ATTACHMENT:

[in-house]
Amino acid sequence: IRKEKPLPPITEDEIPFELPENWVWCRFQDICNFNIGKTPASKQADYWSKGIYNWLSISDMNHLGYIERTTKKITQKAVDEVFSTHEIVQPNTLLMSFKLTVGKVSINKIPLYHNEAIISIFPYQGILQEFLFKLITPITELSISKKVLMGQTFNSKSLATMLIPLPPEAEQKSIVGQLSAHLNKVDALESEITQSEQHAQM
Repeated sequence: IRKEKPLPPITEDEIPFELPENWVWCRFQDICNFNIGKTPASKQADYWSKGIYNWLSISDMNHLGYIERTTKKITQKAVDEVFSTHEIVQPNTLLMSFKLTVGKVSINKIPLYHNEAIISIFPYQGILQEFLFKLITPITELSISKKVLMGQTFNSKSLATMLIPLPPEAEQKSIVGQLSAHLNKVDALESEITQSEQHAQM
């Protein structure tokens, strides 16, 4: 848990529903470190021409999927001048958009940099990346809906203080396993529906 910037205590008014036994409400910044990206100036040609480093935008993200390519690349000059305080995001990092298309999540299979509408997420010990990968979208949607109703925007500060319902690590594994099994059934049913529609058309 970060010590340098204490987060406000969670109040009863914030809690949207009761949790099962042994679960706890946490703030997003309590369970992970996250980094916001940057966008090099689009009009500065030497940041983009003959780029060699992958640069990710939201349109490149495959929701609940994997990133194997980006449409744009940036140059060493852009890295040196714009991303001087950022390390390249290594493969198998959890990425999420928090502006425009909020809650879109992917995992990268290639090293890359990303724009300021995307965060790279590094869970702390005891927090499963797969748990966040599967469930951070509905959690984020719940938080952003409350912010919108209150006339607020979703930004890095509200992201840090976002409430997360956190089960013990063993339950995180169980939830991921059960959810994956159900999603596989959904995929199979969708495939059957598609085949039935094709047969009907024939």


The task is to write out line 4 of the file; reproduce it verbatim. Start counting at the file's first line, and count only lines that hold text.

């Protein structure tokens, strides 16, 4: 848990529903470190021409999927001048958009940099990346809906203080396993529906 910037205590008014036994409400910044990206100036040609480093935008993200390519690349000059305080995001990092298309999540299979509408997420010990990968979208949607109703925007500060319902690590594994099994059934049913529609058309 970060010590340098204490987060406000969670109040009863914030809690949207009761949790099962042994679960706890946490703030997003309590369970992970996250980094916001940057966008090099689009009009500065030497940041983009003959780029060699992958640069990710939201349109490149495959929701609940994997990133194997980006449409744009940036140059060493852009890295040196714009991303001087950022390390390249290594493969198998959890990425999420928090502006425009909020809650879109992917995992990268290639090293890359990303724009300021995307965060790279590094869970702390005891927090499963797969748990966040599967469930951070509905959690984020719940938080952003409350912010919108209150006339607020979703930004890095509200992201840090976002409430997360956190089960013990063993339950995180169980939830991921059960959810994956159900999603596989959904995929199979969708495939059957598609085949039935094709047969009907024939």